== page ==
The visit to these ORT Schools helped me see there are some universal truths when it comes to the future of teaching and learning, truths that I see with every school visit or teacher discussion I have here in the states. Teachers want to be empowered. Educators see the enormous value in mastering content as well as being adept at classroom management. That their success is measured by far more than a test score. That they are eager for the instructional opportunities ahead, and charting new ground to meet the needs of tomorrow’s learners. 

And for those learners, personalized instruction is king. Project-based learning inspires. The real-life experiences of their teachers mean something. And what they can do with the content and knowledge obtained is far more important than how it can be measured. 

As a community, we need to do far more to spotlight what is happening in American classrooms today. To capture how PBL is affecting both teacher and student. To demonstrate the impact STEM has on all students, regardless of expected career path. To call out how teacher preparation programs are breaking the old models to meet the demands of the future. To talk about the dreams of today, so we can do tomorrow.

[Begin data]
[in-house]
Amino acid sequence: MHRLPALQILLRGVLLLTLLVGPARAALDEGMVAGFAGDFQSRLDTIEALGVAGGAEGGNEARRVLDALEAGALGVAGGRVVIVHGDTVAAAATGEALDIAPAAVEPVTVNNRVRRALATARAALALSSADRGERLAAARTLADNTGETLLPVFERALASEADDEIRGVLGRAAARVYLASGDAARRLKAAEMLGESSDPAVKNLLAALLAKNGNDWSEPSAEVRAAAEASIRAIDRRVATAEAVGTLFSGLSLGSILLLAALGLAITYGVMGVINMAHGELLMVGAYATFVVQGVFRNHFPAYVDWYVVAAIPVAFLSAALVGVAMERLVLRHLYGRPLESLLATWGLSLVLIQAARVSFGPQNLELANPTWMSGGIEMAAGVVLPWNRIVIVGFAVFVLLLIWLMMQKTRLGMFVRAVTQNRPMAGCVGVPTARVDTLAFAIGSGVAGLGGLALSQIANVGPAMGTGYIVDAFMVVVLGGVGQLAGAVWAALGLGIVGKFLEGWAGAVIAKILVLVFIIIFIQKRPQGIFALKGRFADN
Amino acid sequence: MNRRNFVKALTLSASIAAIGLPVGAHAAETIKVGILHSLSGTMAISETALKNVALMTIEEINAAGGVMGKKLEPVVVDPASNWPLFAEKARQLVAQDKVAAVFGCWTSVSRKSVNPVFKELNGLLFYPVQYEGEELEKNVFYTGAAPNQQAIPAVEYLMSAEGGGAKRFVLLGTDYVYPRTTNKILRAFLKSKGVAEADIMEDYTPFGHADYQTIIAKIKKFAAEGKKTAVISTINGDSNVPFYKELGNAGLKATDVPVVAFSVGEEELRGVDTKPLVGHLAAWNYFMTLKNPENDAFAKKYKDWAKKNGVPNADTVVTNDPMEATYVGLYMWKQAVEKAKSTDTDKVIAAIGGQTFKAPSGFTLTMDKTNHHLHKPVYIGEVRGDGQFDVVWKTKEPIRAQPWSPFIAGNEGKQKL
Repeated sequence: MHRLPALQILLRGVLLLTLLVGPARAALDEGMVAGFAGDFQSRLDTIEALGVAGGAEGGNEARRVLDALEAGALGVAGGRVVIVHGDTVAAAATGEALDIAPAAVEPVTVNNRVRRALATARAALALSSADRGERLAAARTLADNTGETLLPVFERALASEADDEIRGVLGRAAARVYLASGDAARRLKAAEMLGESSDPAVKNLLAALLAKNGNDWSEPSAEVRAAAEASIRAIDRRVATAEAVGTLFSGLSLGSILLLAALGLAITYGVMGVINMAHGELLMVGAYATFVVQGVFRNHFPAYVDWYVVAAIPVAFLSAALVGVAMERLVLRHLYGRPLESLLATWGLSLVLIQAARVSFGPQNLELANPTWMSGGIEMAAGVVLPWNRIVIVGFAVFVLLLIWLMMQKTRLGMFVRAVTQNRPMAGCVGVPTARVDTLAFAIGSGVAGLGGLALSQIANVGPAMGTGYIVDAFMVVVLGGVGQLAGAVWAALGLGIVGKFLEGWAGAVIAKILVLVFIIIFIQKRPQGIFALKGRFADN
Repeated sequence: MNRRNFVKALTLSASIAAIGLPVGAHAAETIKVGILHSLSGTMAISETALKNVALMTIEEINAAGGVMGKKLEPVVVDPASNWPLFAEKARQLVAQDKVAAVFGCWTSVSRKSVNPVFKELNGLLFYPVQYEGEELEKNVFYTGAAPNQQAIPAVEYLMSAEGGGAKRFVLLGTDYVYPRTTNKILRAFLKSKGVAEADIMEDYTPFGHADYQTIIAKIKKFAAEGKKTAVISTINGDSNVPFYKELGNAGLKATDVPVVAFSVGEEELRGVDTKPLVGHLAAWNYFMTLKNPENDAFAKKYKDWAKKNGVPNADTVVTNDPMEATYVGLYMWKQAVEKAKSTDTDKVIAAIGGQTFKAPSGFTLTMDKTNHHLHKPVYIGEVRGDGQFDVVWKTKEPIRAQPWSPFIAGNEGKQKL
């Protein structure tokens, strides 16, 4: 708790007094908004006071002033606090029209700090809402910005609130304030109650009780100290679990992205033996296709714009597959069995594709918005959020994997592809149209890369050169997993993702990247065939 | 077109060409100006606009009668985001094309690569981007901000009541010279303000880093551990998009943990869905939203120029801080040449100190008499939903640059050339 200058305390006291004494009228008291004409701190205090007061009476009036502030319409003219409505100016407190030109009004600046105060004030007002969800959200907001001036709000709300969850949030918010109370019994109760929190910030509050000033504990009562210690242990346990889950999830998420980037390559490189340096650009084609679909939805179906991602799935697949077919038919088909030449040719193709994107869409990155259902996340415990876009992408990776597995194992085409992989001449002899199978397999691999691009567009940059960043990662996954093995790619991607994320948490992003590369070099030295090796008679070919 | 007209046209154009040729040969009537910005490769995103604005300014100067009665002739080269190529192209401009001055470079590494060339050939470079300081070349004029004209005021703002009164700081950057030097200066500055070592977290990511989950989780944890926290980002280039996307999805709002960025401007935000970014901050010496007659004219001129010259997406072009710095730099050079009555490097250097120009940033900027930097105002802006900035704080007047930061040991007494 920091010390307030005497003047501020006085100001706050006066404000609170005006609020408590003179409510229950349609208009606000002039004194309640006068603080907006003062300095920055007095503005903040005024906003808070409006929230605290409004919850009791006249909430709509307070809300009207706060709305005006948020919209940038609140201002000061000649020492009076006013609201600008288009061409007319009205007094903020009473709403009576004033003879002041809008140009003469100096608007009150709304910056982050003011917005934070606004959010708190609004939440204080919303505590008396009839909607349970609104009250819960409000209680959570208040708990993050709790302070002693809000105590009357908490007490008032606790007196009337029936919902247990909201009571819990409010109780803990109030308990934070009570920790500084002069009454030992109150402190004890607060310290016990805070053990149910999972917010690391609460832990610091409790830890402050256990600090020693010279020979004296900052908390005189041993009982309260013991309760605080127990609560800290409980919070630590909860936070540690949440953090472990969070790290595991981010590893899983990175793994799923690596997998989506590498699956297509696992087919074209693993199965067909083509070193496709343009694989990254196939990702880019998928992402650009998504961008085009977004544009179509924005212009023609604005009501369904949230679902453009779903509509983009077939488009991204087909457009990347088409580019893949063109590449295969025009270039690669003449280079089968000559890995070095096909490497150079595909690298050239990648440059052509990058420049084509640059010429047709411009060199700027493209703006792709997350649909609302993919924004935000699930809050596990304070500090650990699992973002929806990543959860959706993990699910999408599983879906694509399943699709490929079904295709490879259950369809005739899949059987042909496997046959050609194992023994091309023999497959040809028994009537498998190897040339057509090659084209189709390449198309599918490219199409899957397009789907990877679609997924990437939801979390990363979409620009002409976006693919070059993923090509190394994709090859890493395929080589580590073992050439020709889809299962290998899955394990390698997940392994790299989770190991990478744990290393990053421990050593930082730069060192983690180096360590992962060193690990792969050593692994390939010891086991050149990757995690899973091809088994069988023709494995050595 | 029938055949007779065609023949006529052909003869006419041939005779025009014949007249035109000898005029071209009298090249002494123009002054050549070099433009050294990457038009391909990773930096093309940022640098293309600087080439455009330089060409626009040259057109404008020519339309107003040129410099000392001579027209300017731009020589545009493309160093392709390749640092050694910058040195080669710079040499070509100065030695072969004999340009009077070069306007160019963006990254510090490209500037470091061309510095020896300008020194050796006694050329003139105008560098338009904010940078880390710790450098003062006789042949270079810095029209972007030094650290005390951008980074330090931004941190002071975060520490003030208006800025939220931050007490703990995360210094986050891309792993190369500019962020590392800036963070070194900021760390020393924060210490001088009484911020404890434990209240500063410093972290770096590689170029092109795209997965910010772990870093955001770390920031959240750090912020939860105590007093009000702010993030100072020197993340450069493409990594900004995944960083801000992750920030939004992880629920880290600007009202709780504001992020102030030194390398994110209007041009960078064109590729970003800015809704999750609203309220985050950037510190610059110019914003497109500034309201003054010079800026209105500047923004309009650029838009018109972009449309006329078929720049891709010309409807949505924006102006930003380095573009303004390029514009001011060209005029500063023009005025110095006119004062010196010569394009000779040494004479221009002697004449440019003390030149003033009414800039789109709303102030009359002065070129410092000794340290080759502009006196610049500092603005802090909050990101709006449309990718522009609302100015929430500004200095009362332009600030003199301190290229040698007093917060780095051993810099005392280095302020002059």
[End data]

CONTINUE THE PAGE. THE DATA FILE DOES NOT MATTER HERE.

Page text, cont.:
Reinventing Principal Preparation

One can’t throw a kettle ball these days without hitting upon some discussion about teacher preparation, the need to reform teacher preparation, or the desire to eliminate it all together. But it can be much harder to enter a meaningful discussion on school leader preparation.